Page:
You know the rule by now: If the headline asks the question, the story most likely provides the less exciting/sensational/terrifying (in this case, definitely the third) answer. From the very Telegraph article that Drudge links to:
Despite the increasingly belligerent rhetoric and new images emerging from the North Korean regime, analysts believe its missiles are not capable of striking targets as far away as the US mainland and are not, as yet, capable of delivering a nuclear payload.
North Korea's state-media announced earlier today that Kim Jong-un has ordered his missile units on standby to strike the United States and South Korea. The bluster was accompanied by a photo containing a not-so-secret (or believable) message: a chart over Kim Jong-un's shoulder showing a "U.S. mainland strike plan." NK News took a closer look at the chart and discovered what appears to be the reclusive nation's public wish list: Hawaii, Washington, D.C., Southern California (Los Angeles or possibly San Diego), and Austin, Texas. The first three make sense given geography and politics; no one seems to have any clue about how that last one made it on.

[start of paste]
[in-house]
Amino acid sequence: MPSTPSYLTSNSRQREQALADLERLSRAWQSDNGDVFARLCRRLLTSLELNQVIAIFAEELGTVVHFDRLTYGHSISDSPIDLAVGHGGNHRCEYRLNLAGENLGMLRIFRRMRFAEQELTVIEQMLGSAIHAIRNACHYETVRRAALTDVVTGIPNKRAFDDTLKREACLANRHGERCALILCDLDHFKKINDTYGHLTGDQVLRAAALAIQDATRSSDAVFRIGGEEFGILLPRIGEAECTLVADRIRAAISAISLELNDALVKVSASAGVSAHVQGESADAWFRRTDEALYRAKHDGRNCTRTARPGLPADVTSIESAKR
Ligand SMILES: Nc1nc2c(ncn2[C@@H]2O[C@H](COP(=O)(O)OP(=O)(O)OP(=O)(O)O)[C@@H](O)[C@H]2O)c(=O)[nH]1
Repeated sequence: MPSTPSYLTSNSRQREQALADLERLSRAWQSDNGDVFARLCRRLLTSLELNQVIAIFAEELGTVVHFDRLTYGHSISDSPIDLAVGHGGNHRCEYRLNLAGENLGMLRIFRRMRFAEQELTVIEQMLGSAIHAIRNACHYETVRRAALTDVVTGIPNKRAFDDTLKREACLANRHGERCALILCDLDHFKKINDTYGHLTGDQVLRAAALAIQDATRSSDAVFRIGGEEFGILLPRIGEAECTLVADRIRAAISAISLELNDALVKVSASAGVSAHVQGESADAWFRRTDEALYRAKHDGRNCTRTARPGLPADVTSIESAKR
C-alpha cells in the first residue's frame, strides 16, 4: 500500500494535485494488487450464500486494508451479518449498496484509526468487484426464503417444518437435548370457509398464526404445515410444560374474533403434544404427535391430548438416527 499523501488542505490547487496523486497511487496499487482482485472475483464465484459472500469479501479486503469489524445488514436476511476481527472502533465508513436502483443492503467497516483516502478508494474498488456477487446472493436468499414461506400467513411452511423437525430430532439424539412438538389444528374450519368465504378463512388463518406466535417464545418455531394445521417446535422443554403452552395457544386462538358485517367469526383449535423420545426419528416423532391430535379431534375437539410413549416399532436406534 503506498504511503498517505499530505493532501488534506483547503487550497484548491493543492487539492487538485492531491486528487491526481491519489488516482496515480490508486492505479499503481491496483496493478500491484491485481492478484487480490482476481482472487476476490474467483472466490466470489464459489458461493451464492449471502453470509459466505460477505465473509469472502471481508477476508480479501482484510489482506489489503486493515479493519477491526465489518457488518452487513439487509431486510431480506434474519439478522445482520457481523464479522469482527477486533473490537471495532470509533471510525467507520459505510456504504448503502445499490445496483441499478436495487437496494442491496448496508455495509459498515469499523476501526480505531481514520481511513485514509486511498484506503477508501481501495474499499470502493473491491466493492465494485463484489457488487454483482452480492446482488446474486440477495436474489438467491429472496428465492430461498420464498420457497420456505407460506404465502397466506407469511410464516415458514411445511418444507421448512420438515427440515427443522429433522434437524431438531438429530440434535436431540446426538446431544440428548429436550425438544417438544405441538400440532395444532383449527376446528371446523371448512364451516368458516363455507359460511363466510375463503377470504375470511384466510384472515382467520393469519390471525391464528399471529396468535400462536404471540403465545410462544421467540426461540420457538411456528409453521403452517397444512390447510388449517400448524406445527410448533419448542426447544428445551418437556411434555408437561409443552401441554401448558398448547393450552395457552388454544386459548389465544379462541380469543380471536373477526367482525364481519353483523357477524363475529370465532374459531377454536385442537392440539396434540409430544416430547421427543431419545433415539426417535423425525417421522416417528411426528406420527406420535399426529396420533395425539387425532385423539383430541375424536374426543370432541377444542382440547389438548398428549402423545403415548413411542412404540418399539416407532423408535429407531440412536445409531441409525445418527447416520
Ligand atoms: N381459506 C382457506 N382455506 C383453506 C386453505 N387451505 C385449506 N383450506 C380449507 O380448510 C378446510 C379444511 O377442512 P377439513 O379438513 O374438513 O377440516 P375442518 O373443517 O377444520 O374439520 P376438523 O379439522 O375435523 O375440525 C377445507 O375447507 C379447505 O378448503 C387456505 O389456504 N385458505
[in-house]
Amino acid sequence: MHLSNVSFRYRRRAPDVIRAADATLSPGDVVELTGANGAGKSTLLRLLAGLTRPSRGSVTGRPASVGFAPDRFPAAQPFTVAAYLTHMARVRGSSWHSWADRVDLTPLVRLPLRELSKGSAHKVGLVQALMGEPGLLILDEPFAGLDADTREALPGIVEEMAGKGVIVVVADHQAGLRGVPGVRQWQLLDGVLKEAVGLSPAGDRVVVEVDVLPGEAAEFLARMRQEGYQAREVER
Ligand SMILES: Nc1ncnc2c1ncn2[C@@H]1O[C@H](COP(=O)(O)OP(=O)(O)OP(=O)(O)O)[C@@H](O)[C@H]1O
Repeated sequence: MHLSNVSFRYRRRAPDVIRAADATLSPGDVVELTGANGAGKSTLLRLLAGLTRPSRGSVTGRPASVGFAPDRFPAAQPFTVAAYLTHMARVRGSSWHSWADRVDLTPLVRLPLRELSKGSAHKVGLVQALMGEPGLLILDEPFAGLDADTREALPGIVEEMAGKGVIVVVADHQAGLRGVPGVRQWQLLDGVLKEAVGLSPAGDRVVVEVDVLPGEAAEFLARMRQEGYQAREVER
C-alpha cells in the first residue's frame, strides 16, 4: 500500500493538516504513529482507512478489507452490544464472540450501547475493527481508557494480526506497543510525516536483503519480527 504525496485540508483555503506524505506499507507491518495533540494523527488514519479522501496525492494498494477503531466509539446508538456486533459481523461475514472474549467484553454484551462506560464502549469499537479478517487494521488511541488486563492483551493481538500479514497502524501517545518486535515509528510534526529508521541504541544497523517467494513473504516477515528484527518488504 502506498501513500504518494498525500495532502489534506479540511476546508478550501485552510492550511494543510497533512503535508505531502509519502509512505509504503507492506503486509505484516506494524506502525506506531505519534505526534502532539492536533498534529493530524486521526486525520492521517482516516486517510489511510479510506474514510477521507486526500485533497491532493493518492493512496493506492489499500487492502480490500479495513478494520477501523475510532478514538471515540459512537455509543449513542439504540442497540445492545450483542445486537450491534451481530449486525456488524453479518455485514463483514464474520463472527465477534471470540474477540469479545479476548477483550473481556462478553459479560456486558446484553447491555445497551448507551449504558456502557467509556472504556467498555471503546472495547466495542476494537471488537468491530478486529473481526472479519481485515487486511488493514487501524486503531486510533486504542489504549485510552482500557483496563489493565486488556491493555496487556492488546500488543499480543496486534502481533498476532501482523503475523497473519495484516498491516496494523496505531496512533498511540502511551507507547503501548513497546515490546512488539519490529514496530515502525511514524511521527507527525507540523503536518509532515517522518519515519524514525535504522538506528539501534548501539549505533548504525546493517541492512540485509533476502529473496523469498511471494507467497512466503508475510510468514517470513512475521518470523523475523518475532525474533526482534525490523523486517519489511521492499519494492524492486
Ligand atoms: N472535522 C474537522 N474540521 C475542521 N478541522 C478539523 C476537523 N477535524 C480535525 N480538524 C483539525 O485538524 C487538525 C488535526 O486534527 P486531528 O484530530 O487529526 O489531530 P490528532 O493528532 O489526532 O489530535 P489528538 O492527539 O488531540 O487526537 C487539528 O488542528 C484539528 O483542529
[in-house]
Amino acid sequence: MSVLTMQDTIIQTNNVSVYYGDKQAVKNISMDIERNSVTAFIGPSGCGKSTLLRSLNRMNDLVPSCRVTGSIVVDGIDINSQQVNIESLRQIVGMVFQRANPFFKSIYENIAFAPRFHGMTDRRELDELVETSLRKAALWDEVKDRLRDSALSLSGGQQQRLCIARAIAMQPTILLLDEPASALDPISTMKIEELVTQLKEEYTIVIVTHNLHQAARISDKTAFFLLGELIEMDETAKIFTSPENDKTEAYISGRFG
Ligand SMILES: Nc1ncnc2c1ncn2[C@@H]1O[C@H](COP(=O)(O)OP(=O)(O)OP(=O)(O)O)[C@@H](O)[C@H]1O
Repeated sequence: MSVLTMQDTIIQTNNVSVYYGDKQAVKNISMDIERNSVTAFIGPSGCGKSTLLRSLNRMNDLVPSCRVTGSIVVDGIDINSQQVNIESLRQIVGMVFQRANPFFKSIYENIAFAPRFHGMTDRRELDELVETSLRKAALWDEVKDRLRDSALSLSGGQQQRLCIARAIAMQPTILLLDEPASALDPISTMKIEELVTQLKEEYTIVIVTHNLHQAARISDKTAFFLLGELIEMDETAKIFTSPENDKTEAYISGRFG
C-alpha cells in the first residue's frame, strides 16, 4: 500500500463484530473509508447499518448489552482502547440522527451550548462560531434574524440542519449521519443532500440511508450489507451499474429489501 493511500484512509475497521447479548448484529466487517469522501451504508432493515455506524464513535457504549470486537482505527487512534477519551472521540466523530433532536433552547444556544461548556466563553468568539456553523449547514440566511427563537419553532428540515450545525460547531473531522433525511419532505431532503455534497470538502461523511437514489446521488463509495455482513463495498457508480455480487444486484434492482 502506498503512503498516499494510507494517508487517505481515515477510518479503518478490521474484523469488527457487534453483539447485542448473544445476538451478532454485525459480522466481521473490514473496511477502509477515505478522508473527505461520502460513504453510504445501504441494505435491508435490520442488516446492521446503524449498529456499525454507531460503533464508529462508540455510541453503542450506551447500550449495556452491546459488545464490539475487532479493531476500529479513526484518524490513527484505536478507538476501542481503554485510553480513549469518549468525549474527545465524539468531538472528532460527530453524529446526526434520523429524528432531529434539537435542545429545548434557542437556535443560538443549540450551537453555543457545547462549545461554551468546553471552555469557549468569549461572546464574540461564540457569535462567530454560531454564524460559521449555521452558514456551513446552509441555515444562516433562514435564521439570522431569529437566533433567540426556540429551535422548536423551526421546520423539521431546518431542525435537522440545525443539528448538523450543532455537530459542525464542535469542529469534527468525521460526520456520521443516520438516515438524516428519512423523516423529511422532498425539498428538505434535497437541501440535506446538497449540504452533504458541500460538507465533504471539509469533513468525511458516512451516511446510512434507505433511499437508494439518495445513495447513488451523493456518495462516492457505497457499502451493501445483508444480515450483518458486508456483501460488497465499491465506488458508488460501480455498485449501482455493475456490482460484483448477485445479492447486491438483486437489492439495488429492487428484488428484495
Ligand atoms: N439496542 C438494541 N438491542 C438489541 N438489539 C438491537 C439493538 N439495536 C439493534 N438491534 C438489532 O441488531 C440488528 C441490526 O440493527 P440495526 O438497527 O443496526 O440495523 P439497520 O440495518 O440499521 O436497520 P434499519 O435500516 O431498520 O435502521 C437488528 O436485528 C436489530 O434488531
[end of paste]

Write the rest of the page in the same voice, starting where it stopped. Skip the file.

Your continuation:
Given how unpredictable Kim Jong-un has already proved, the latest threat isn't entirely being brushed off by the international community. Still, the Pentagon doesn't appear to be very worried. "The United States is fully capable of defending itself and our allies,” Pentagon spokeswoman Lt. Col. Catherine Wilkinson told reporters in Washington today. "North Korea’s bellicose rhetoric and threats follow a pattern designed to raise tensions and intimidate others."
Foreign Policy's John Hudson does a good job of documenting that pattern, with a a helpful list of all the threats North Korea has made since the internatonal community imposed its latest sanctions after Pyongyang's third nuclear test in February.